One of UKs most remote homes listed for £300k and you cant reach it by road

One of Britain's most remote homes, a former railway worker's cottage which is not even accessible by road, is up for sale for £300,000.

The derelict three-bedroom cottage is located next to England's most remote signal box that is still manned by Network Rail, on the Settle to Carlisle train line.

The "interesting investment", according to the estate agent, is a 20-minute walk to the nearest parking spot.

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Pictures show how the former railway worker's cottage is surrounded completely by the rolling hills of the Yorkshire Dales.

The property is the last survivor of a row of three and was originally built for workers by the London, Midland and Scottish Railway between the world wars.

The other two cottages were older, built in the 1870s, and were demolished along with a lamp hut in the 1950s.

And despite the whopping price tag, the property is in need of an extensive renovation, with the walls being completely bare.

One of the bedrooms is almost completely blue, from floor to ceiling – whilst another bedroom is the same but in purple.

There is also currently no mains services available in the house.

When it was last occupied, electricity was generated through a windmill and water was transported by a trailer.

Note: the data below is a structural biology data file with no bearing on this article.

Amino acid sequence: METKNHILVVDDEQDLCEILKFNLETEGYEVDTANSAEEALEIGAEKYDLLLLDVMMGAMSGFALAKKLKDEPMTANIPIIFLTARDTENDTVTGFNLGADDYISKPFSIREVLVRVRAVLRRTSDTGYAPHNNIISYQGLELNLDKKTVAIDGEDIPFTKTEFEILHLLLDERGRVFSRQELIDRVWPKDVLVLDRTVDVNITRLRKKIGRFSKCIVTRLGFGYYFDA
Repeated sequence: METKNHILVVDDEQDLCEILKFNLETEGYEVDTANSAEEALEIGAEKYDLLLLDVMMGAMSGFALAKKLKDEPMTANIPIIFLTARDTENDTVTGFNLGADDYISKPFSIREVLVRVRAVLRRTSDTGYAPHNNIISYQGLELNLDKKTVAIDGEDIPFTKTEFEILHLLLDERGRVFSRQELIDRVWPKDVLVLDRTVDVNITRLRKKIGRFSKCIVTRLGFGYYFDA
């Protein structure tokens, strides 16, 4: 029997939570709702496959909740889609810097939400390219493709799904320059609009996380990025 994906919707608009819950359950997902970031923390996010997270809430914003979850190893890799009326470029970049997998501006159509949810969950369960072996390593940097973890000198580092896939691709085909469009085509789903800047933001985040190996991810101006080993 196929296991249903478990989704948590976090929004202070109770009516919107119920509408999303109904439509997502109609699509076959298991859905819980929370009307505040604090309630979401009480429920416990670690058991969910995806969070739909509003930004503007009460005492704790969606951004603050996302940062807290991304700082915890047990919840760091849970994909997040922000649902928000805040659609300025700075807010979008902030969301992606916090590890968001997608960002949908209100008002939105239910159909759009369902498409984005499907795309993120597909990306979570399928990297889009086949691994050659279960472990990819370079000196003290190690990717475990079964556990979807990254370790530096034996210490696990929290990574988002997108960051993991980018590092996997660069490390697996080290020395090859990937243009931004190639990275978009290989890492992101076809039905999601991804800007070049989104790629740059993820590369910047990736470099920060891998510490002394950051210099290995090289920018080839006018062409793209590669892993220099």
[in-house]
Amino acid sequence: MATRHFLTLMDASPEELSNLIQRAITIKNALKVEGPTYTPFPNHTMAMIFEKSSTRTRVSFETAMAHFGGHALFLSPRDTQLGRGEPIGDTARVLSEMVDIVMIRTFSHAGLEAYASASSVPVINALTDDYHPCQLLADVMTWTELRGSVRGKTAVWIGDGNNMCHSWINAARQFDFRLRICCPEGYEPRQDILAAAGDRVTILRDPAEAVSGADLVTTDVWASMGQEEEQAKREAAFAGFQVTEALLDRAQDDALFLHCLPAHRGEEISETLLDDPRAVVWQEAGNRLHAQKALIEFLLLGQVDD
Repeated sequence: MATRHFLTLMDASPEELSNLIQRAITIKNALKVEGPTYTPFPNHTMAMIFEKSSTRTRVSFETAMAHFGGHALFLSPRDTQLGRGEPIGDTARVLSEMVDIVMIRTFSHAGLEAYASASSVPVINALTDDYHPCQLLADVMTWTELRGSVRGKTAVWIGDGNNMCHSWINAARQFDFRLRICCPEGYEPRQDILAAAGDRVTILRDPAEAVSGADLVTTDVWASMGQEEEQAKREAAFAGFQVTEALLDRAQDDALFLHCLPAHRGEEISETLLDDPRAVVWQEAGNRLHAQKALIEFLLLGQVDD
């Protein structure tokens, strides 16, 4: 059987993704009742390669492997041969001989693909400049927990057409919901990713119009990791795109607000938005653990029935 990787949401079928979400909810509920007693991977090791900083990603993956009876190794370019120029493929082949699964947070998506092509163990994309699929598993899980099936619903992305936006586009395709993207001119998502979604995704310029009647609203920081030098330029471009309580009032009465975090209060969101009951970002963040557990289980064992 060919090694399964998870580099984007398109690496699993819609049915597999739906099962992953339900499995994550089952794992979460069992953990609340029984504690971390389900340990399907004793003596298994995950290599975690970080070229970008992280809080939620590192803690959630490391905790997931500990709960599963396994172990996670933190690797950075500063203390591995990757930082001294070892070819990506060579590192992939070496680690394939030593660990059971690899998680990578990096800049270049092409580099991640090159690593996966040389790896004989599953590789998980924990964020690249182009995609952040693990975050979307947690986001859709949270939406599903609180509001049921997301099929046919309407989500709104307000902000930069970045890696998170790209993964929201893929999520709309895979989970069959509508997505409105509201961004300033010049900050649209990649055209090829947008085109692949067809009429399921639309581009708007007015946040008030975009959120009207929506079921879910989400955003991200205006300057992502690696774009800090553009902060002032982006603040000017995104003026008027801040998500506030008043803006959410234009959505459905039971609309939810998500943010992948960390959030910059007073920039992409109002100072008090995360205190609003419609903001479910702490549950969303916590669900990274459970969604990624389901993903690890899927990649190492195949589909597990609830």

Interested parties are advised that it is a 20-minute walk from the parking space to the property, and would only be suitable for 4×4 vehicles and quad bikes.

The house is in Whernside, North Yorkshire, which is part of the Three Peaks challenge which approximately 200,000 people compete every year.

Three Blea Moor Cottages is being sold by estate agents Fisher Hopper, with an asking price of £300,000.

Fisher Hopper said: "The property presents an interesting investment, with a range of potential commercial opportunities apparent: private holiday home, unique Airbnb style experience, bunkhouse or refreshment stop on the Yorkshire 3 Peaks Challenge route.

"Plans will be subject to the necessary consents – this is in the heart of the National Park – but for the right buyer with vision, there is great potential here."

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The cottage was originally built for workers by the London, Midland and Scottish Railway behind the world wars, and is the last survivor of a row of three properties.

The previous owner was John Myerscough, a recluse who was served with planning enforcement action by the Yorkshire Dales National Park Authority in 2010.

This was after he stored a large quantity of scrap vehicles and waste on the land, including five disused oil tanks, a caravan, a small digger and two shipping containers.

He compiled with the order and the site was cleared.


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